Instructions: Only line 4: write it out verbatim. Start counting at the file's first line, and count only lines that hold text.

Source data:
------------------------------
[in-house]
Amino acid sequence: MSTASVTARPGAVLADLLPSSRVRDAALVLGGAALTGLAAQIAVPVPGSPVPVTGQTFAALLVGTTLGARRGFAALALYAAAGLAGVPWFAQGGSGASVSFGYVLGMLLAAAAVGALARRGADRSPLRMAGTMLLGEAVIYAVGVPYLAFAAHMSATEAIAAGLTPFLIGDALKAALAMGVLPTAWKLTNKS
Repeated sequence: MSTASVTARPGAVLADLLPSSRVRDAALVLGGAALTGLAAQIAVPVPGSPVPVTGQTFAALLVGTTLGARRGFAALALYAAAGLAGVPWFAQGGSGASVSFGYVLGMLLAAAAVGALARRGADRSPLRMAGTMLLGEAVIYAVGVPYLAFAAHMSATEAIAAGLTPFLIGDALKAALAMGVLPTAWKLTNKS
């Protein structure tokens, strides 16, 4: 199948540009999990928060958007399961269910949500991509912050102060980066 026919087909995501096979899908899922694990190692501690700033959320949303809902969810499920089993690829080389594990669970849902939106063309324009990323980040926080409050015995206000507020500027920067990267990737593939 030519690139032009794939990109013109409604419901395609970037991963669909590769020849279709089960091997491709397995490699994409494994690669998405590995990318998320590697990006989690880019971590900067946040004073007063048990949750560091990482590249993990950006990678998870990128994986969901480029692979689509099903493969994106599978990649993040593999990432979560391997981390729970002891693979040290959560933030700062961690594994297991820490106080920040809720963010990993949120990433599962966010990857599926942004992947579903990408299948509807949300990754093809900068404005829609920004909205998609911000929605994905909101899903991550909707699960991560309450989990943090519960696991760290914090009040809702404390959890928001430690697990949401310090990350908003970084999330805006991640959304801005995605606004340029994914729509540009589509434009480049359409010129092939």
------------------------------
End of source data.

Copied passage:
């Protein structure tokens, strides 16, 4: 199948540009999990928060958007399961269910949500991509912050102060980066 026919087909995501096979899908899922694990190692501690700033959320949303809902969810499920089993690829080389594990669970849902939106063309324009990323980040926080409050015995206000507020500027920067990267990737593939 030519690139032009794939990109013109409604419901395609970037991963669909590769020849279709089960091997491709397995490699994409494994690669998405590995990318998320590697990006989690880019971590900067946040004073007063048990949750560091990482590249993990950006990678998870990128994986969901480029692979689509099903493969994106599978990649993040593999990432979560391997981390729970002891693979040290959560933030700062961690594994297991820490106080920040809720963010990993949120990433599962966010990857599926942004992947579903990408299948509807949300990754093809900068404005829609920004909205998609911000929605994905909101899903991550909707699960991560309450989990943090519960696991760290914090009040809702404390959890928001430690697990949401310090990350908003970084999330805006991640959304801005995605606004340029994914729509540009589509434009480049359409010129092939």